Ellis Island: Guarding the U.S. against the world’s diseases?

FacesInWindow
In 1902, long before any sign of Ebola or the creation of the Centers for Disease Control, a small cluster of hospital buildings on a little more than 25 acres of land in the middle of New York harbor were the main U.S. defense against infectious diseases carried by the millions of immigrants streaming into the country from all over the world.

Most of us know the story of the main processing building on Ellis Island and its cavernous hall where some 12 million people were screened before being sent on their way into Manhattan, New Jersey, or points farther north, south or west.

But about a tenth of those immigrants, some one million, only made it off the island after spending time in the two-story cluster of brick and plaster buildings directly across a small harbor from the main building — the island’s medical facilities. Bustling in the 20 years of the island’s heyday, the examination rooms, ward rooms, kitchen, power plant, mortuary and even the prim Victorian home of the superintendent were abandoned in the 1950s, with much of the buildings’ furnishings remaining in place,

In their day, they were staffed by some of New York’s top doctors and they arguably included the best-trained and most knowledgeable infectious disease experts in the U.S. And they had to be, given the range of diseases that found their way from all corners of the globe past the Statue of Liberty to Ellis Island, the largely man-made stopping point built up in part by dumping debris from NYC’s newly-dug subway lines.

Think of it as an early version of today’s TSA airport screening.

The first step in the medical screening was a spiral staircase in the main building, specially requested by the doctors, who could thereby evaluate the incoming immigrants from all angles before they were even aware that they were under observation. Anyone who had difficulty climbing that one flight of stairs drew immediate attention.

If the doctors believed further investigation was needed, they put a mark on the immigrants’ clothing and sent them out from the main building down to the right through the ferry terminal, into the Y Hallway.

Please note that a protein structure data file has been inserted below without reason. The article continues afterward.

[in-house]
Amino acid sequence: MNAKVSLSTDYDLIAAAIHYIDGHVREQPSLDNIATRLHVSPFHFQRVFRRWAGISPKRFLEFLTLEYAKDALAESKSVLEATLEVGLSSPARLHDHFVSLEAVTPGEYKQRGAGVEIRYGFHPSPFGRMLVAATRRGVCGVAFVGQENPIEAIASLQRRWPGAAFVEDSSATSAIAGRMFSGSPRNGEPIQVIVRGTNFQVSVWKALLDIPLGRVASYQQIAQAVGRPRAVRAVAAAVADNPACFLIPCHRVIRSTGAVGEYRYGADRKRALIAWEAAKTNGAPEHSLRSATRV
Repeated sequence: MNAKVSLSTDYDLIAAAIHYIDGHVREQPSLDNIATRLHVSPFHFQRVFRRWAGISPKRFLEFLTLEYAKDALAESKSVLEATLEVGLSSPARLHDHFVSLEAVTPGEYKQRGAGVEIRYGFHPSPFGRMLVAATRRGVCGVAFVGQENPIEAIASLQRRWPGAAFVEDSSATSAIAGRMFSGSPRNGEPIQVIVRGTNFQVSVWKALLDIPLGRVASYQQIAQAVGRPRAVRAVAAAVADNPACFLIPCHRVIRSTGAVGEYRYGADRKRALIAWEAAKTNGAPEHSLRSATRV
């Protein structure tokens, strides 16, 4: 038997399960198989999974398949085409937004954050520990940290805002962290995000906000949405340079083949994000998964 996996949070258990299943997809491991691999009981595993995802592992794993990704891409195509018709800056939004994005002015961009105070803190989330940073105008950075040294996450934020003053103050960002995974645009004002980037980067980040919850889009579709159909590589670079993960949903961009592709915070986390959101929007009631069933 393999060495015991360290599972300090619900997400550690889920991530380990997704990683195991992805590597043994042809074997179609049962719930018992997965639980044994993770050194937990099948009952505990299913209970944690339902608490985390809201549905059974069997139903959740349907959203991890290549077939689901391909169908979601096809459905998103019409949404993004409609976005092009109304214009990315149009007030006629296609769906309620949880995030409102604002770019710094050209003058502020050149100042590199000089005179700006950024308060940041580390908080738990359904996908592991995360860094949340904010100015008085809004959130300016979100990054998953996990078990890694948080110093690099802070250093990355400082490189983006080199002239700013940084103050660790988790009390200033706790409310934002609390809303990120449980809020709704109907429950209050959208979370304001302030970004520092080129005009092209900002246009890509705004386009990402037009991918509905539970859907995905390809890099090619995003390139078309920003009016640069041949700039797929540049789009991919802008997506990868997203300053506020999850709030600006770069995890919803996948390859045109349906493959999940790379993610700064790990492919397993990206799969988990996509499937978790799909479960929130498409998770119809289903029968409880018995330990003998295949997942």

The hallway got its name from the way it divided at its eastern end. To the left, a corridor led to the wards where pregnant women and anyone who seemed to have mental problems were examined. To the right were the infectious disease wards, where nurses and doctors could evaluate whether their disease would soon run its course or whether the immigrants should be sent back to their homeland. Most only stayed a few days, but a couple, suffering from the lingering effects of tuberculosis, remained on Ellis Island for more than a year, too sick either to be sent back aboard ship or allowed into the U.S.

Only a handful failed to get entry to the U.S., a little over one percent. Some 3,500 died on the island of their illnesses, most buried in a pauper’s grave near Rikers Island, unless they were fortunate enough to have their body claimed by a local relief organization from their particular religious or ethnic group.
Save Ellis Island, a non-profit group, has now been given permission to conduct tours of the abandoned medical facilities, limited to about a dozen visitors at a time. For signup information, go here.
An added treat — the French artist known as JR has enlarged a number of vintage photos of immigrants on Ellis Island and superimposed them on walls, windows and doorways at various points in the tour, bringing the hallways and ward rooms to eerie life.

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